Wisbech Rose Fair is off for a second year thanks to Covid-19
An annual Fenland church flower festival which attracts visitors from all over the country has been cancelled for a second summer thanks to the pandemic.
St Peter’s Parochial Church Council has “reluctantly” agreed that Rose Fair 2021 can not go ahead because of the Covid situation.
The decision, which was made at a recent PCC meeting, has been communicated to various other organisations including members of Wisbech Churches Together, which also take part in the highly popular event.
In a letter written Val Spriggs, secretary of the Rose Fair Committee, explained: “Concern was expressed that even if we were able to go ahead visitor numbers would be down and we would be unlikely to cover the high costs associated with organising the flower festival in church.”
She continued: “2021 will also be a difficult year as the church will be undergoing major restoration work and will certainly not be at its best for visitors.
“We therefore took the decision to cancel and will, if circumstances allow, undertake some fundraising activities on a much smaller scale.
“I have communicated the decision to our own Rose Fair Committee members but would be grateful if you could pass this letter on to members of other organisations in order to ensure that they are made aware of the situation.”
The event, which is normally held in July centres around the flower festival in St Peter’s Church, which attracts coachloads of visitors to the town during the week in the lead up to the annual Rose Fair Parade, which organised separately by Wisbech Round Table.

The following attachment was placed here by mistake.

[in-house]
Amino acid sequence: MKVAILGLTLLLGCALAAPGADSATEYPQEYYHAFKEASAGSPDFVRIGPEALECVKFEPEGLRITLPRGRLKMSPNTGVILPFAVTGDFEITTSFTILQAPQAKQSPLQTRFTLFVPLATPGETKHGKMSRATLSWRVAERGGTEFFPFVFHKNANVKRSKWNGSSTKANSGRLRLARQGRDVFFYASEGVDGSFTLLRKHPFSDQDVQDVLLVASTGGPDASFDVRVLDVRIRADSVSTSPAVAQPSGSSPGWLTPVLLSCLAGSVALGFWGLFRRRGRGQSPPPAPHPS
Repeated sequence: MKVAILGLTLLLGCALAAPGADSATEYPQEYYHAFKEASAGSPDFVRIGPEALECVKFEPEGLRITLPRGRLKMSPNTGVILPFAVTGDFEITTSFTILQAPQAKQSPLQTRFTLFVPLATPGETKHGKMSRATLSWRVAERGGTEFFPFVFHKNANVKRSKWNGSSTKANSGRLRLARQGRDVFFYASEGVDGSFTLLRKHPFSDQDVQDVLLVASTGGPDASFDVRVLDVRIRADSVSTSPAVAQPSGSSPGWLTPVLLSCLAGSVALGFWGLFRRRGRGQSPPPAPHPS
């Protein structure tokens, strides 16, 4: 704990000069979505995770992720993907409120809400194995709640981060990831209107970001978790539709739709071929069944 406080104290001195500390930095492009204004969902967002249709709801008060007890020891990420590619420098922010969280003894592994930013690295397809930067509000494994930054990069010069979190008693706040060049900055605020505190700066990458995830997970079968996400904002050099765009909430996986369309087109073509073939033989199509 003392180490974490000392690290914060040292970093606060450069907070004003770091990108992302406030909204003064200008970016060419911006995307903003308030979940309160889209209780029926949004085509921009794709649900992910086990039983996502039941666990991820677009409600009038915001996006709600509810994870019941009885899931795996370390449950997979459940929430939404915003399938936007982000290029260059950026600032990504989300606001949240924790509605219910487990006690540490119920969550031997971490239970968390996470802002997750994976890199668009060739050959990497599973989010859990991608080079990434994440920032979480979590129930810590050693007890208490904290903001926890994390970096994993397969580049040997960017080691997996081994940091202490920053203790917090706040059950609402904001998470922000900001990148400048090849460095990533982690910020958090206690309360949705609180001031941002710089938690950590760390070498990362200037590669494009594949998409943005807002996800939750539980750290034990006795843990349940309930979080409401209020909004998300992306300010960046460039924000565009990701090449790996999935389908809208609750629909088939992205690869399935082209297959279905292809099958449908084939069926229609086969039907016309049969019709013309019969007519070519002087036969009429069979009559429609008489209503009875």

It too attracts thousands of people to watch the two parades of floats on the second Saturday in July, however the Round Table decided last October to cancel this year's parade.
Jay Hubbard, of the Round Table, explained the decision was taken in the autumn because of the amount of time and money needed to plan it - including organising road closures.
He said there were concerns over whether it would be able to go ahead at that time because of the pandemic and also if it did go ahead whether people would want to take part and come to watch.
The Rose Fair started in1963 when local rose growers sold rose buds in the St Peter’s Church in aid of its restoration fund. The 900-year-old church still uses tthe event to raise funds for the upkeep of its ancient building, but over the years, the Rose Fair has grown into a town festival.
Many of the town’s other churches and venues, including shops play their part with each church offering stunning floral displays, hospitality and refreshments, and the businesses decorating there shop windows.